Jump to content

TallTayl

The Ones Who Keep The Lights On
  • Posts

    8,833
  • Joined

  • Last visited

  • Days Won

    743

Everything posted by TallTayl

  1. Is it truly tunneling, or simple hang up that is needed for tins that size? hang up cleans up around the half way point keeping the tin safe for the customer. The dimensions are difficult to get a decent safe burn. I would start with a CD 6 or 8 on those. If the wick is too big you will consume wax before the melt pool can form.
  2. pure fragrance oils.com has a service. $50 for up to 6 one ounce samples last I knew. The $50 is credited on your keg order. they have several perfumers who can take a shot at your one fragrance to see which makes your perfect match otherwise check google for local fragrance labs near you. Chances are there are several in your state. Freight is always a killer, so the shorter the distance the better. bescented on Facebook used to offer the service too. most labs have 25+lb mins.
  3. The only ones I’ve had go off were vanilla / vanillin types or brands that diluted with soy bean oil.
  4. You will need to conduct stability testing on your particular candles. Freezing temperatures can lead to shrinkage, cracking, and later condensation issues when the candle comes back to room temperature. Every wax formula contains different additives. Some, like pillar blends of soy, will split into pieces in the freezer. Some paraffins may do OK.
  5. Hello and welcome. wicking a tall container like that one is tricky. The heat builds up in the bottom half so you need to wick conservatively. the pic looks like it is double wicked with wooden wicks? If so, that is far too much wick for that wax and container. Once it reaches the half way point the temps will rise quickly leading potential wax fires and broken glass. Generally speaking we don’t double wick any container under 4” inner diameter. I wish the double-wick-everything trend didn’t catch on from the candle groups like on Facebook. 😢 The wax wall left from early burns catches up and melts away by the half way point. for coconut 83 I find CDN wicks work very well, followed by CD, and sometimes very small sized ECO. Sizing and series depends on the exact lot of coconut 83 wax, and the fragrance. Coco83 varies a lot from batch to batch. Sometimes new lot is absolutely nothing like the prior lot and needs completely different wicking.
  6. The very first thing to do with ANY wax is a baseline. What you're doing sounds like you are very close to that baseline. Baseline Process: 1) Choose one container and pour the wax with no adds at all. No vybar. No color. No scent. Nothing. Use this same size/shape/style of container for all future tests so you can compare apples to apples. Pour the candle wax using the manufacturer's directions. 2) allow to cure for a week at least. Check for hidden cavities under the surface. Check for other imperfections like cracks, divots, etc. Set the candle in different areas to test for heat issues like sweating, or cold areas for shrinking. This simulates different storage and shipping conditions. 3) Test burn to see what you have. Take very detailed notes as this will help troubleshoot any problems and narrow down the ideal process with this wax and container going forward so you can confidently make candles. Why do this? A baseline test lets you learn the wax with limited variables. You will instantly see if you have issues with future batches of that wax before you make candles and release them out into the wild where problems reveal themselves to customers. Those are expensive lessons! Since 2016 candle waxes have varies so much from lot to lot that it is like starting over every shipment. Knowing your wax, and understanding how to fix the shortcomings will save you loads of $$ and TIME. You will also instantly see when the wax formula is reformulated. the C# I used a decade ago is not the same C3 on the market ow. I used CDN 10 - CDN12 for a 3" wide container, 6% fragrance when I started and it was the easiest, most beautiful candle ever. Now since consumer demand calls for wax that safely holds 12% and up (yikes) the wax has more additives and is difficult to burn at all. This is the same story for C1, 464, 444, etc. The wax has had to compensate for diluted fragrances that meet customer cost per lb demands. Notes: I usually do not stick a wick in a baseline for a new candle, instead choosing to poke a hole when the candle is set so I can swap wicks as needed until I figure out the ideal wick. If the container is shallow, the wick will need a tab, though, so I generally start with a CD wick since I have thousands of them and know them really well. A Wickectomy will let me safely and quickly swap the tabbed wick if I chose the wrong one. Once you know your wax, make a scented version and compare the burn. Often you will need to wick up or down depending on the scent. Every combination of aromachemicals (technical term for fragrance whether essential oils, fragrance or a combo of both) will burn differently. Some combos make the wax melt very quickly. Others clog wicks and will need a different series altogether. the only way to know how your fragrance will burn is to test it. It does NOT matter if the fragrance is from the same retailer, they will still have the tendency to burn differently because of the chemicals needed to make that scent. I generally test all new lots of wax using the exact same bottle of fragrance at the same load %. Fragrances have been reformulated without notice for years. A favorite old standby might not be what it once was. I use something I don't mind smelling, and always have a LOT of the same lot number.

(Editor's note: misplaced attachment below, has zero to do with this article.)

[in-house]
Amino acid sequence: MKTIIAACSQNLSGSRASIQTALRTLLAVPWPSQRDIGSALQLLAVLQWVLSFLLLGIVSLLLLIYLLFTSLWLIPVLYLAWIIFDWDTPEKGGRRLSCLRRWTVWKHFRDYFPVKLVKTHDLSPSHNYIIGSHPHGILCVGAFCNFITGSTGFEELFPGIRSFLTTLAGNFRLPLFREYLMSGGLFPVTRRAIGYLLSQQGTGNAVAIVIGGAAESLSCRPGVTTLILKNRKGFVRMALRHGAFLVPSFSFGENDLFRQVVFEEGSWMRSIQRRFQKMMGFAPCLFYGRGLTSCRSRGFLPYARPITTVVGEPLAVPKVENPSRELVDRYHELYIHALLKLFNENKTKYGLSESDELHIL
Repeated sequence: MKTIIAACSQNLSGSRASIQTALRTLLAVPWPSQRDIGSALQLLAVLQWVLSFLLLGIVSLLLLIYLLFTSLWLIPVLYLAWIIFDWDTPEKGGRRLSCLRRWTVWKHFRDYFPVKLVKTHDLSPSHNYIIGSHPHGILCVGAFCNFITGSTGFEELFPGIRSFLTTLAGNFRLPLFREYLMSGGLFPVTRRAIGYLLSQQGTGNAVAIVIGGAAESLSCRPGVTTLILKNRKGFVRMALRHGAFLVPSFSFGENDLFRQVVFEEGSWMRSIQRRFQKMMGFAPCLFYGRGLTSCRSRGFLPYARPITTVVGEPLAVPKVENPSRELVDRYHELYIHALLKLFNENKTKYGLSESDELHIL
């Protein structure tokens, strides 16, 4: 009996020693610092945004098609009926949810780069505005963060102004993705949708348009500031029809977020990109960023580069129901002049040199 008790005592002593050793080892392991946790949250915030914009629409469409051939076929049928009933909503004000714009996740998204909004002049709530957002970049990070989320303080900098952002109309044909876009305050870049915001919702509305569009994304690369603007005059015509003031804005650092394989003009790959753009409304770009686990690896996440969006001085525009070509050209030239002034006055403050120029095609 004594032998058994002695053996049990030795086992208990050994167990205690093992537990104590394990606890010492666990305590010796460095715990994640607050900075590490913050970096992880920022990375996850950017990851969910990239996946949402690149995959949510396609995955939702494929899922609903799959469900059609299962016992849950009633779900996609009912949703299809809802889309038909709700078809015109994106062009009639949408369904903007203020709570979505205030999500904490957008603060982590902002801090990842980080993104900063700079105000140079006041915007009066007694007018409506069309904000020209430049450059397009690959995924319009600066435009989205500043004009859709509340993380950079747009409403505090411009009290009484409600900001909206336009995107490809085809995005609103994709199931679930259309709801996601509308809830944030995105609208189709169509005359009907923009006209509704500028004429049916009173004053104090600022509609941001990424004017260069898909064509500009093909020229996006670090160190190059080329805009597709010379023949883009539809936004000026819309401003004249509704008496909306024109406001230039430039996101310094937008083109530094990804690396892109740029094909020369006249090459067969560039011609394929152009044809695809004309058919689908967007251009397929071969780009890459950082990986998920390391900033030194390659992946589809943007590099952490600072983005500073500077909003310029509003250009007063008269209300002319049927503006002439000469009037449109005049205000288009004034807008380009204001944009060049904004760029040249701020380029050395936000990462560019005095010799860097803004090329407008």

7. C3 hardens/cures a lot over the weeks post-pour. It changes burn and melt behavior dramatically. I never got an accurate wick test with any soy before a min of a week. After a couple of months on the shelf all soy granulates and burns a bit different.
  8. Ooof bummer. I loved that wax,then coconut fever burned through our world and the price rose to be competitive with beeswax, and availability decreased to disastrous levels.
  9. Usually you can tell a pattern when you look at the crimp on the wick tab. The tab crimping machine feeds a wick yarn spool in one direction. Look at the tab to see which side has the dimple from the crimping machine. The “V” or upside down “V” will be on one side of the crimp or the other usually. Once you se the pattern on your wicks it should be easier than scraping the wax prime. Orient the tabs, then point the crimps in opposite directions and you should be set.
  10. I have that happen with some wick series depending on the wax and fragrance. eco will do that to me quite often with certain fragrances. I had to move to a different wick series to solve the problem on those.